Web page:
Not long ago, I inadvertently stumbled into a passionate discussion about senior living.

By Jack Cumming

Not long ago, I inadvertently stumbled into a passionate discussion about senior living. The prevailing perception was that since senior living is expensive, it must be highly profitable. One participant spoke of hearing senior living owners speak of a 60% profit on care.

The data, though, suggest otherwise. Many senior living operations have weak balance sheets with negative net asset positions. Anyone who has invested in Brookdale knows that the stock market doesn’t think senior living is so profitable.

Workers’ Plight

The opening to the discussion concerned the low wages, and high demand, for Certified Nursing Assistants (CNAs). The discussion starter was a person who took a job as a CNA after high school. She said the senior living reputation among her friends was: “They’re desperate and they’ll take anyone. You can always get a job there. They’ll train you and, after a year, you can move on to a hospital.”  

She went on to add that the workload is heaviest at the start and goes down from there. The workload in hospitals is much lighter, she added, than in senior living. Now I don’t know if that’s true or not, but the passion of the discussion showed that the perception is there. What resonated for me was, “They’ll take anyone, and after a year, you can move onto a hospital,” presumably, with a lighter workload and better job security.

Technology to the Rescue?

As is often the case, from that beginning, the discussion moved to other areas. Another person chimed in to report asking a senior living operator why they didn’t have an iPad-based order-taking system in the dining room. She claimed that the retort was, “That’s too expensive.” The questioner couldn’t understand how you could make a large investment in staffing the dining room and not automate the process as much as possible.

The former CNA, though, was still caught up in her experience from twenty years previous. She continued, “There were staff who took smoke breaks and staff who did the work. I had seventeen patients and the nurse in charge seldom left her station.”  

Another person chimed in, “I don’t think that we baby boomers are going to come to senior living unless they pay staff a living wage.” That hung in the air for a moment. My own thought was that I doubt that most baby boomers know much about senior living wages, but they do know about the cost to care for their parents.

Role of Government

With that, the discussion turned political. Was government intervention positive or negative? For instance, does CMS (Centers for Medicare and Medicaid Services) inhibit the deployment of more empowering wheelchairs, alternatives to walkers, etc. by the way they manipulate reimbursement rates. Is CMS a positive or inhibiting force for entrepreneurship and innovation in senior living?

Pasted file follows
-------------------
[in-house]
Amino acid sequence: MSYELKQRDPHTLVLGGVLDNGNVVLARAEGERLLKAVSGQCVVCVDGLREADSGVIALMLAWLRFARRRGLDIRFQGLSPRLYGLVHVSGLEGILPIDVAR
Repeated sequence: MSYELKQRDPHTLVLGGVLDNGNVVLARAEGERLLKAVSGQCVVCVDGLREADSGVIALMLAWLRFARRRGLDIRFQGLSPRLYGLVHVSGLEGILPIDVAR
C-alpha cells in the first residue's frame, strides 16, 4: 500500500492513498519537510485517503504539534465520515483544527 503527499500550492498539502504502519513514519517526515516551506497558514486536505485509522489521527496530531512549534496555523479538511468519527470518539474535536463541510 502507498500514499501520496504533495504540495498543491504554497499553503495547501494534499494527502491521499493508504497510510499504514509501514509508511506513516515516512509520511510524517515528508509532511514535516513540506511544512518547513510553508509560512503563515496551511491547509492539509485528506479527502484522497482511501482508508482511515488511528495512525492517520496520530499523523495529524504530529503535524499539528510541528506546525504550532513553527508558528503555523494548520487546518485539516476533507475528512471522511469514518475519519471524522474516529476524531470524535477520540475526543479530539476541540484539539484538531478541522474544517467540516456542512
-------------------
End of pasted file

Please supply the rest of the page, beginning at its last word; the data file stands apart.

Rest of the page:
One person, who favored government funding for long term care in a Medicare-for-all system, commented that government and politics slow down the adoption of new approaches until they are found to be safe. Opinions rapidly grew more vocal and clear partisan divides emerged among those in the discussion.

Economic Impacts

It was perhaps only natural that the mention of CMS led to a discussion of whether government should pay for senior living. One participant made a passionate case for shared responsibility for the high cost of socialized services like long term care.  

Another decried the deterioration in what a dollar will buy, which some economists attribute to continued deficit spending on well-intentioned causes. The disproportionate cost of medical care in the United States was mentioned.

The discussion began to move toward a close. There was a consensus that healthcare, and its long-term care component, is complex and difficult to address. The former CNA concluded: “[Long term care is] so expensive that it’s out of reach even for most middle-class people. And, I’m decidedly in the lower end of that class. For us, when we think of eldercare, we think first of family. I have a cousin who moved to Costa Rica where he could afford care for his wife. Those are our options – family or leave the country.”

What Do You Think?

Without doubt, this is a discussion that our nation has to have. One takeaway is that long term care is part of the overall healthcare challenge which America has struggled to address without sufficient success. The answers are elusive, but it was refreshing to hear people discussing the situation with mutual respect and concern for each other.